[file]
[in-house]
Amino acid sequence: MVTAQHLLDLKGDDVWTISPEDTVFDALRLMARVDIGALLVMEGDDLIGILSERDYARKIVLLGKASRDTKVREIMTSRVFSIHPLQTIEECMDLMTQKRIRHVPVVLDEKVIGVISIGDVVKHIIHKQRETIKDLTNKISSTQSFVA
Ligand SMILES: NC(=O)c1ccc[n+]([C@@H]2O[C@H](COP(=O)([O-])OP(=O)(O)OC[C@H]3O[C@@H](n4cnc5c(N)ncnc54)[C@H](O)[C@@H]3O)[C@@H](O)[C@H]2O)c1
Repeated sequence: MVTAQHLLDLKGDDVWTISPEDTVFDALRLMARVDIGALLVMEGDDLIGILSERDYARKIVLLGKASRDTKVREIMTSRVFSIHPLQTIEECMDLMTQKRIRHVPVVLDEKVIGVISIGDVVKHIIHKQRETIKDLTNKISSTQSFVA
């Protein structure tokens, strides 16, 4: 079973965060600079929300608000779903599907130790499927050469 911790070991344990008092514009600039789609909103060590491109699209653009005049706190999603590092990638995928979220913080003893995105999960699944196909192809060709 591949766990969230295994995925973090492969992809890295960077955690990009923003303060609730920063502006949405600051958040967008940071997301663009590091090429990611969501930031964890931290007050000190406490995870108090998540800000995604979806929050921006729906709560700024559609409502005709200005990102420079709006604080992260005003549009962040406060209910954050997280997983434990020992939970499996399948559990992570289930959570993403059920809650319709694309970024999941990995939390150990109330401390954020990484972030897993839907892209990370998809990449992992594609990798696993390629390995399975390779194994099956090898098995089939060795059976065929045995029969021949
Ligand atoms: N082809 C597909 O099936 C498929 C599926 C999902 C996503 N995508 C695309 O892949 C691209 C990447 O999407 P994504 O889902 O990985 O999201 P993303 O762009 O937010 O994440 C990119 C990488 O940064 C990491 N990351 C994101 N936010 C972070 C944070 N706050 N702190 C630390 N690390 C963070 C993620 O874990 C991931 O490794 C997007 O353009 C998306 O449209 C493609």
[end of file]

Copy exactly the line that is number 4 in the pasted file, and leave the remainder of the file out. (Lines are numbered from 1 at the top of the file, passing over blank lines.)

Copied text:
Repeated sequence: MVTAQHLLDLKGDDVWTISPEDTVFDALRLMARVDIGALLVMEGDDLIGILSERDYARKIVLLGKASRDTKVREIMTSRVFSIHPLQTIEECMDLMTQKRIRHVPVVLDEKVIGVISIGDVVKHIIHKQRETIKDLTNKISSTQSFVA